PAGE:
This Is Exactly How to Resolve the Thermostat War With Your Partner

Finally, a resolution for this heated conflict.

High up on the list of common conflicts between couples are money, sex, religion, children, commitment, communication, and… house temperature? OK, so it may not be the most serious of conflicts, but many couples do report ongoing "temperature wars" over how high to set the thermostat in their homes. One new study recently suggested that this particular conflict may reveal some greater truths about how men and women resolve conflicts at home more generally, with men's preferences often prevailing. It also suggests an alternative course of action for resolving the temperature conflict (and so many others): some good, old fashioned compromise.

The study, conducted by researchers at The Ohio State University (OSU), sought to track how couples diffuse temperature tensions as an example of "joint consumer decision-making" around the home. When asked, men were more likely to report that this decision was a compromise or agreement, while women viewed it more as a conflict. This suggests that women were ultimately less satisfied than men with the outcome of their temperature dispute.

"It's possible that women are losing the thermostat battle," said Nicole Sintov, lead author of the study and assistant professor at OSU. "The fact that we also found that women in our study were uncomfortable more often suggests that the thermal environment was not catering to their needs," she added.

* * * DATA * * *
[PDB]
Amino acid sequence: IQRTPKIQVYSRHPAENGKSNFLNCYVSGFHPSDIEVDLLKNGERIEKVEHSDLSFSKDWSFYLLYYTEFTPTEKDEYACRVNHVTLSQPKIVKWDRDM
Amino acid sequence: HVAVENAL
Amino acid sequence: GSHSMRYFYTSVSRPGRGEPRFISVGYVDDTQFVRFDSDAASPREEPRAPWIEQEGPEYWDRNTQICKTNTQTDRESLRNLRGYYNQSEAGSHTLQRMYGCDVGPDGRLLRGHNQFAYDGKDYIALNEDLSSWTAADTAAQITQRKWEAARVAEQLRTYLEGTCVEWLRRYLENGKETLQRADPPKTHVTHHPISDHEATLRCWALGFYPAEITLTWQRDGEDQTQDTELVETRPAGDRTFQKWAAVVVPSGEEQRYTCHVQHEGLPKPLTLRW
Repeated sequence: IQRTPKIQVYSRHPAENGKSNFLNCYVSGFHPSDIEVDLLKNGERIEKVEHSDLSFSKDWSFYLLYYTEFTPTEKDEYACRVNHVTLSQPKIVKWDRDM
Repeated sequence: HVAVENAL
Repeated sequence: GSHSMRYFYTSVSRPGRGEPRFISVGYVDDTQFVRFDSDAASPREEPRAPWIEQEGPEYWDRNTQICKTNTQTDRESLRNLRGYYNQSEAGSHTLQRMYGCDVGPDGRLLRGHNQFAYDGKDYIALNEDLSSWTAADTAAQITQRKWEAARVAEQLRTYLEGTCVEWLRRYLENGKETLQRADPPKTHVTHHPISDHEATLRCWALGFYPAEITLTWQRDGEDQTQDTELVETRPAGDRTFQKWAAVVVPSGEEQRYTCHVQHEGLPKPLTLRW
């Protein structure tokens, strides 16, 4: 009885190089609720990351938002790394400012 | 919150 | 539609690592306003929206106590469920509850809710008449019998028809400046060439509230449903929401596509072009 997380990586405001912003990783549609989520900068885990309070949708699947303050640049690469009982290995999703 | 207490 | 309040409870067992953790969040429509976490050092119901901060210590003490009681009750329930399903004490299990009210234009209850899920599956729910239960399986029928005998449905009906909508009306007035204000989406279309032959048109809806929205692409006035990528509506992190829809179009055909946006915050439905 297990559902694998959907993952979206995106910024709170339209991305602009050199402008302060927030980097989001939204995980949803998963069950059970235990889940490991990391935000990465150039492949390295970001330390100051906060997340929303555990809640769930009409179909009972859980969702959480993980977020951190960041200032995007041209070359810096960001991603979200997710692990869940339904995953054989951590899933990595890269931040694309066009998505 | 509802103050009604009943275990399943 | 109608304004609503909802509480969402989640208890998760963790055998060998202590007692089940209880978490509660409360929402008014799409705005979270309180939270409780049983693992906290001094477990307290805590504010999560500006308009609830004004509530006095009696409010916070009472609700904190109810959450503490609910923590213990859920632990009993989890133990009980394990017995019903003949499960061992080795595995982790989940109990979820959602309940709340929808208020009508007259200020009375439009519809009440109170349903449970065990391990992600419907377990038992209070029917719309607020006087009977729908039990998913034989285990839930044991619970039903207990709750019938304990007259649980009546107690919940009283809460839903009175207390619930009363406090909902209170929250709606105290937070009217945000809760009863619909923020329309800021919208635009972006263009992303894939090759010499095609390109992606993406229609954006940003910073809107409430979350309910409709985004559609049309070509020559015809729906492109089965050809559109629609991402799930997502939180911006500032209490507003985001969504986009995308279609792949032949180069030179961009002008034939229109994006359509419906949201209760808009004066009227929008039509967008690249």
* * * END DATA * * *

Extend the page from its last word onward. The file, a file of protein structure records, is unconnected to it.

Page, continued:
Each night, participants were asked to write the answer to two prompts in a diary: "Did you or anyone else in your household adjust the thermostat in your home today? What adjustments were made and by whom?" and "Others in your home may have different thoughts about how warm or cool it is in the house. Tell us about any related discussions you had."

The responses revealed that thermostat adjustments were more likely to occur after couples came to agreements or compromises, rather than conflicts (which were more likely to lead to a stalemate). Of course, knowing that men were more likely to record agreements and compromises, this could also simply mean that more changes occurred when men requested them.

Regardless, the path forward is clear: a more egalitarian approach to resolving the temperature wars. If one day a woman puts on a sweater to warm up, the next day a man can take a shower to cool down. After all, the ability to compromise might just be the key to long term happiness at home. And for more relationship advice, check out the 50 Best Marriage Tips of All Time, According to Relationship Experts.

Lauren Gray
Lauren Gray is a New York-based writer, editor, and consultant. Read more
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